Defensive Behaviours in Innovation Teams – an Analysis How Teams Discuss It

Thursday, 14 July 2016: 10:00
Location: Hörsaal III (Neues Institutsgebäude (NIG))
Oral Presentation
Peter OEIJ, Healthy Living, TNO, Leiden, Netherlands, Management, Science and Technology, School of Management, Open University of The Netherlands, Heerlen, Netherlands
Steven DHONDT, TNO, Netherlands
Jeff GASPERSZ, Nyenrode Business University, Netherlands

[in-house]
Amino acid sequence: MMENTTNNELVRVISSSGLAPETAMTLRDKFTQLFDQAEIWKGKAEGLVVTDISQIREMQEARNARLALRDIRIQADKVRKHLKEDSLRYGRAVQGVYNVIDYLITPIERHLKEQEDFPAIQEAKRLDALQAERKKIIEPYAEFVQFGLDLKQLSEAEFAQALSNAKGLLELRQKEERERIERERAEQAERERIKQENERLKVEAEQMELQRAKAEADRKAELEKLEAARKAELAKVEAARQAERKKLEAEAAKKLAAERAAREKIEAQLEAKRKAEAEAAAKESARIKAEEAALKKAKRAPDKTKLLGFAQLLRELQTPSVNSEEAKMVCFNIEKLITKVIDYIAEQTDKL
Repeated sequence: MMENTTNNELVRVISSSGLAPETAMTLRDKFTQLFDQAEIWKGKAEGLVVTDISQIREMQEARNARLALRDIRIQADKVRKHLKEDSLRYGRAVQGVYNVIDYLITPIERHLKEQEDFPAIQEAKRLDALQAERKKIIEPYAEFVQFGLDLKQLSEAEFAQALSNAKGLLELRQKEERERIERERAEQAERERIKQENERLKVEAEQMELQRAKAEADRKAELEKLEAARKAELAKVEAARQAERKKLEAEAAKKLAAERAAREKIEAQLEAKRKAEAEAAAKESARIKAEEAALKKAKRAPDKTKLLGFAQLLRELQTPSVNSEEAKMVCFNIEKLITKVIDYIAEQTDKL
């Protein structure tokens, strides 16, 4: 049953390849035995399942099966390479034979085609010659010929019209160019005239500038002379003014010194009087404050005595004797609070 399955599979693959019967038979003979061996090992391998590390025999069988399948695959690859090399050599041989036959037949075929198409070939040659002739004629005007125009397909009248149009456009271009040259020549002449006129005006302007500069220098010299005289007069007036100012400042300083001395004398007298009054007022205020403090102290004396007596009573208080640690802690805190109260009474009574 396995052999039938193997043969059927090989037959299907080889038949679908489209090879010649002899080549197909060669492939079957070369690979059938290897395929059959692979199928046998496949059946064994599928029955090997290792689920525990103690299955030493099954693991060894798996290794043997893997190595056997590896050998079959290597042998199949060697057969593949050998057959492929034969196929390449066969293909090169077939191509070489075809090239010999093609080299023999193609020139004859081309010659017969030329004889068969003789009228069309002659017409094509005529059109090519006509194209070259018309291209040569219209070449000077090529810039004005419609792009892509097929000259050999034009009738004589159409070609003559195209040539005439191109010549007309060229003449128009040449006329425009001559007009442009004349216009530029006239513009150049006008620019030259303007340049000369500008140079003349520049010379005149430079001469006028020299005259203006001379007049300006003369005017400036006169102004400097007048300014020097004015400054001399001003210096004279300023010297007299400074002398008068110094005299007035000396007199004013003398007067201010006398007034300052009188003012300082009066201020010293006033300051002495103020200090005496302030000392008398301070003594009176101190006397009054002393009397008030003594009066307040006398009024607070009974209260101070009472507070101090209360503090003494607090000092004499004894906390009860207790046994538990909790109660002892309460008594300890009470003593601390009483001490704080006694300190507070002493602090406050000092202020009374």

Project team members and project leaders of innovation projects were interviewed about the possible presence of defensive behaviours within the team. Discussing defensive behavior is not self-evident. While investigating defensive behavior can be done validly by observation techniques, to talk about defensiveness often leads to socially desirable and therefor invalid information. However, applying discourse analysis techniques from the discursive psychology sub discipline reveals how intentions to discuss defensiveness leads itself to defensive behaviour. The study demonstrates that how individuals are using pauses, taking turns, and respond to the questions and to each other, provides a view that even meta-discussing defensiveness is very hard. The relevance of this finding is that defensive behaviours in teams, whose members are working on innovation projects, might be detrimental to the innovation goals, given that defensiveness may lead to risk avoidance. Controlled risk taking is crucial for innovative outcomes of such projects. The implication of these findings is the need to develop socially safe team climates in which team members can regulate feelings and emotions in such a way that defensive behaviours can be avoided or that the causes for defensiveness can be made discussable, in order to reduce the possibilities of innovations to fail. The teams under study are responsible for an innovation or renewal and come from both private and public organisations.